In her second petition to the Court, Haddad argued that the administrative detention order must be lifted completely, adding that if there were indeed any charges against Awawdeh that warranted jail time, then he must be given the right to defend himself in court.
Part of Haddad’s application was an opinion by Dr. Bettina Birmanns, a neurologist at Physicians for Human Rights who had visited Awawdeh last week. She noted that there had been a deterioration in his condition, that he could barely move his limbs, was unable to complete sentences, and was suffering from pain and weakness.
She also said that Awawdeh was going through a deterioration of his cognitive function, eyesight, and memory. Birmanns warned that he was also at risk of irreversible organ damage, even if he ended his hunger strike at this stage. Awawdeh has lost over 40 kilograms since March, and is reported to now weigh around 38 kilograms.
However, in its ruling on Tuesday, the Supreme Court repeated the summary provided by Israel’s intelligence agency Shin Bet, stating there was “solid” justification for Awawdeh’s arrest. It added that the lack of charges was not indicative of the strength of the evidence, rather that its disclosure could “severely compromise the security of the state and the sources of information”.
Judge Anat Baron said that given that a ruling had been issued on a petition for Awawdeh’s release a week prior, there was no substantial change in circumstances that would warrant the Court’s intervention, adding “We have nothing to do other than hope he will come to his senses and end the hunger strike.”
According to the Euro-Med Monitor, approximately 228 Palestinians have died in Israeli prisons since 1967, more than 70 of whom due to deteriorating health conditions and medical neglect.
“Our cause is just”: Palestinian prisoners resist
On August 28, a message from Awawdeh was circulated on social media– “Oh free people of the world, this suffering body, of which nothing remains but skin and bones, does not reflect a weakness and vulnerability of the Palestinian people, but rather is a mirror reflecting the true face of the occupation…”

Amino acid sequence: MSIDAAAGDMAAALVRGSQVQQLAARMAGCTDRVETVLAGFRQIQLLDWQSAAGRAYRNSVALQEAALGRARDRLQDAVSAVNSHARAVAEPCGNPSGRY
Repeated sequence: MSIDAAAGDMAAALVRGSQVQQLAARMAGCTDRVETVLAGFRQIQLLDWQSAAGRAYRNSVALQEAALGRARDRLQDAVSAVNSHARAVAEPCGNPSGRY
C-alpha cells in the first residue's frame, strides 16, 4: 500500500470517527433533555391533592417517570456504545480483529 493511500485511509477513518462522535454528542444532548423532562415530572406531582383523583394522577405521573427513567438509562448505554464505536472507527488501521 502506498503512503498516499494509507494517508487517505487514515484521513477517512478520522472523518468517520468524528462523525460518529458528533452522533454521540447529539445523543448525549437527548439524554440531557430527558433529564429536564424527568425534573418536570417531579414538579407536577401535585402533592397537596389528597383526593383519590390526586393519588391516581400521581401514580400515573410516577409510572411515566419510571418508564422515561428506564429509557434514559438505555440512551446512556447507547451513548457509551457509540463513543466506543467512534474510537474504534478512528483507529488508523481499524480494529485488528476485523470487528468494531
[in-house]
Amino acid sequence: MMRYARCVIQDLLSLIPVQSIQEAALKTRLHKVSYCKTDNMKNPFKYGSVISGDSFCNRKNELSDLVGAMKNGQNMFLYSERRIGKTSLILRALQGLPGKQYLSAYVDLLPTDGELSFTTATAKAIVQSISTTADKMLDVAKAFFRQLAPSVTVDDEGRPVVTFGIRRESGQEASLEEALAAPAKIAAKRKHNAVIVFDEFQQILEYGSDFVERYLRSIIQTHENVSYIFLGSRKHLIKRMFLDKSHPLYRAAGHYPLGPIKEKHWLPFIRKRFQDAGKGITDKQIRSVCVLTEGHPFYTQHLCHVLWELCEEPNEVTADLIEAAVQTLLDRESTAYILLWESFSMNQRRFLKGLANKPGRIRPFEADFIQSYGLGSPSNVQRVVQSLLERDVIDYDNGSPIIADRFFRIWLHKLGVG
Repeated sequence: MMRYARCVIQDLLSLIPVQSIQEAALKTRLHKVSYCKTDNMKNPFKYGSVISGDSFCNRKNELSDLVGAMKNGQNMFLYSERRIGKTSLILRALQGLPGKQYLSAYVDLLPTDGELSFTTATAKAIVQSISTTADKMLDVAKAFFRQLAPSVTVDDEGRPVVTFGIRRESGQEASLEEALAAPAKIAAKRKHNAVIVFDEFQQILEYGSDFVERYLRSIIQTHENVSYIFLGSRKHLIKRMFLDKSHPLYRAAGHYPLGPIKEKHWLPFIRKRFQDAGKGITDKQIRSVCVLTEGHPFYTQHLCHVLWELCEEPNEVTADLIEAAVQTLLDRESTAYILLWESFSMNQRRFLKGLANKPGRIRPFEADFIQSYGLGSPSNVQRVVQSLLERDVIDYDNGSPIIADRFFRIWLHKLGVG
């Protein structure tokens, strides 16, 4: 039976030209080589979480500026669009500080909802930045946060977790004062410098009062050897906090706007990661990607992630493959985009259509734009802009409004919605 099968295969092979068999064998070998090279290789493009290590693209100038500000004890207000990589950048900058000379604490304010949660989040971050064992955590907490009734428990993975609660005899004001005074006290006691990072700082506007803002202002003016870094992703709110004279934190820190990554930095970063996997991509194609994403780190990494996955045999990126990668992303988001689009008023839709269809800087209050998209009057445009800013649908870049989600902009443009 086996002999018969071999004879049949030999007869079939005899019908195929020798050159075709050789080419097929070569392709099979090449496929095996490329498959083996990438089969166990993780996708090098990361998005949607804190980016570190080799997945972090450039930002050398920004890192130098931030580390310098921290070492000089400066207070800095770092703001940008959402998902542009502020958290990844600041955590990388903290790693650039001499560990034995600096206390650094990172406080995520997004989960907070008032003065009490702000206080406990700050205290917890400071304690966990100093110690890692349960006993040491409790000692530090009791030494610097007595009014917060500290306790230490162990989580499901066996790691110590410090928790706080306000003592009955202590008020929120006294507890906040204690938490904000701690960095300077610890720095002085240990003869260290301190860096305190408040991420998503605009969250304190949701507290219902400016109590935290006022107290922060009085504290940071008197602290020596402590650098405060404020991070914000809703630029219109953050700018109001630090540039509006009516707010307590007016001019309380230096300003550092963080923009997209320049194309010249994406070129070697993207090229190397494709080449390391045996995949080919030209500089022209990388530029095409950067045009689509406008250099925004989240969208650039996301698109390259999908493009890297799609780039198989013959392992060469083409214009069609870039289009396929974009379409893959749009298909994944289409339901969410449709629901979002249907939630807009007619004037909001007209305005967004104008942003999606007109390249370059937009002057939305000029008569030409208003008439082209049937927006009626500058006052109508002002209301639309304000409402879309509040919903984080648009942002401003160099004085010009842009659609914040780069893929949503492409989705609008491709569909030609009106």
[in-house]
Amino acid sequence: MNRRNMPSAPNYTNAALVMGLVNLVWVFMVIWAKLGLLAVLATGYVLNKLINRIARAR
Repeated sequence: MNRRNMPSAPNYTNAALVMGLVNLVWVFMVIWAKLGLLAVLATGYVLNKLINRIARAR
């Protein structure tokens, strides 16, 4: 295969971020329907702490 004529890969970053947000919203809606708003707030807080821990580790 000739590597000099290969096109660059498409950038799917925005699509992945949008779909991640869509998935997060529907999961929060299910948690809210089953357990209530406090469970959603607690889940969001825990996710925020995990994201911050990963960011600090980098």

“We are a people who have a just cause, that will remain a just cause, and we will always stand against administrative detention, this injustice, even if the skin is gone, even if the bone deteriorates, even if the soul is gone”, he proclaimed.
As of late August, the number of people being held under administrative detention had crossed 720, the highest in 14 years. On August 29, the WAFA News Agency confirmed that two other administrative detainees, 44-year-old Ahmad Mousa and his 34-year-old brother Odal, had completed 22 days on hunger strike.
For decades, Palestinians have used different methods of both individual and collective protest, including hunger strikes, against their imprisonment by Israel.
On December 20, 2021 the approximately 500 Palestinians who were in administrative detention at the time announced a comprehensive mass boycott of the Israeli military court system under the campaign “Our Decision is Freedom…No to Administrative Detention!” The protest was suspended in June 2022 until September, after certain agreements were secured with the Israeli authorities.
Over 4,400 Palestinians are estimated to be held in Israeli prisons. Over the past two weeks, prisoners have launched a series of protests against the “reinstitution of a series of collective, punitive, and retaliatory measures” imposed by Israeli prison authorities. These have included the seizure of electrical devices, the deployment of additional forces, and the doubling of isolation time of prisoners. The Israel Prison Service has reportedly also reneged on agreements it made in March.
On August 28, the Palestinian Prisoners Society declared that all representative bodies had been been dissolved, which would force the IPS to engage with prisoners one-on-one. A few days prior, the prisoners refused to vacate their cells for security checks and also returned meals. On August 30, prisoners in the Hadarim prison also shut down all sections of the facility.
These steps have been taken in the lead-up to a mass hunger strike, involving 1,000 prisoners, which is slated to begin on September 1.